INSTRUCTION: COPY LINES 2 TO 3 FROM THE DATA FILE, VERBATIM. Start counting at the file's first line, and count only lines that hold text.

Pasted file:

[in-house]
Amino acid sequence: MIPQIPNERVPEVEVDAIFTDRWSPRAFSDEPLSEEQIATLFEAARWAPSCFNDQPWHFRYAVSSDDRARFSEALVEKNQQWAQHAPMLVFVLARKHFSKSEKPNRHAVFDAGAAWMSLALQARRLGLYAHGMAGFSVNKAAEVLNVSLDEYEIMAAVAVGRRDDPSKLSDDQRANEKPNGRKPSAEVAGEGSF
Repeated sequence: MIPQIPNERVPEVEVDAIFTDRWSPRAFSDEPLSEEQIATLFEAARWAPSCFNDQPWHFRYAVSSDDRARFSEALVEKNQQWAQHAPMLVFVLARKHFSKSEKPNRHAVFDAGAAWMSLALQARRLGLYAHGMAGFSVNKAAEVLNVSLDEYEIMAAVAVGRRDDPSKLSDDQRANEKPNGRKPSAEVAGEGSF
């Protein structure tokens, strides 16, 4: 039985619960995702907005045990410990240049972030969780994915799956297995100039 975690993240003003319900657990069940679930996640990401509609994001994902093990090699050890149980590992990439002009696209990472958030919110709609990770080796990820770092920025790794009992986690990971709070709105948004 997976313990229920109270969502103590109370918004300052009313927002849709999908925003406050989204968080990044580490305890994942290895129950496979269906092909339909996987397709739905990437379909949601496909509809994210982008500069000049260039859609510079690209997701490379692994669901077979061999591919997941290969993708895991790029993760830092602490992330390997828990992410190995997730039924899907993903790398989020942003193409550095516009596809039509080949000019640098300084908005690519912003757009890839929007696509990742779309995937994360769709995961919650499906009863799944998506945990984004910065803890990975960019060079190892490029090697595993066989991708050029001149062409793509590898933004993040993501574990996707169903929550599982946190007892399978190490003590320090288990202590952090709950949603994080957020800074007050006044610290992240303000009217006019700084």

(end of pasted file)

Amino acid sequence: MIPQIPNERVPEVEVDAIFTDRWSPRAFSDEPLSEEQIATLFEAARWAPSCFNDQPWHFRYAVSSDDRARFSEALVEKNQQWAQHAPMLVFVLARKHFSKSEKPNRHAVFDAGAAWMSLALQARRLGLYAHGMAGFSVNKAAEVLNVSLDEYEIMAAVAVGRRDDPSKLSDDQRANEKPNGRKPSAEVAGEGSF
Repeated sequence: MIPQIPNERVPEVEVDAIFTDRWSPRAFSDEPLSEEQIATLFEAARWAPSCFNDQPWHFRYAVSSDDRARFSEALVEKNQQWAQHAPMLVFVLARKHFSKSEKPNRHAVFDAGAAWMSLALQARRLGLYAHGMAGFSVNKAAEVLNVSLDEYEIMAAVAVGRRDDPSKLSDDQRANEKPNGRKPSAEVAGEGSF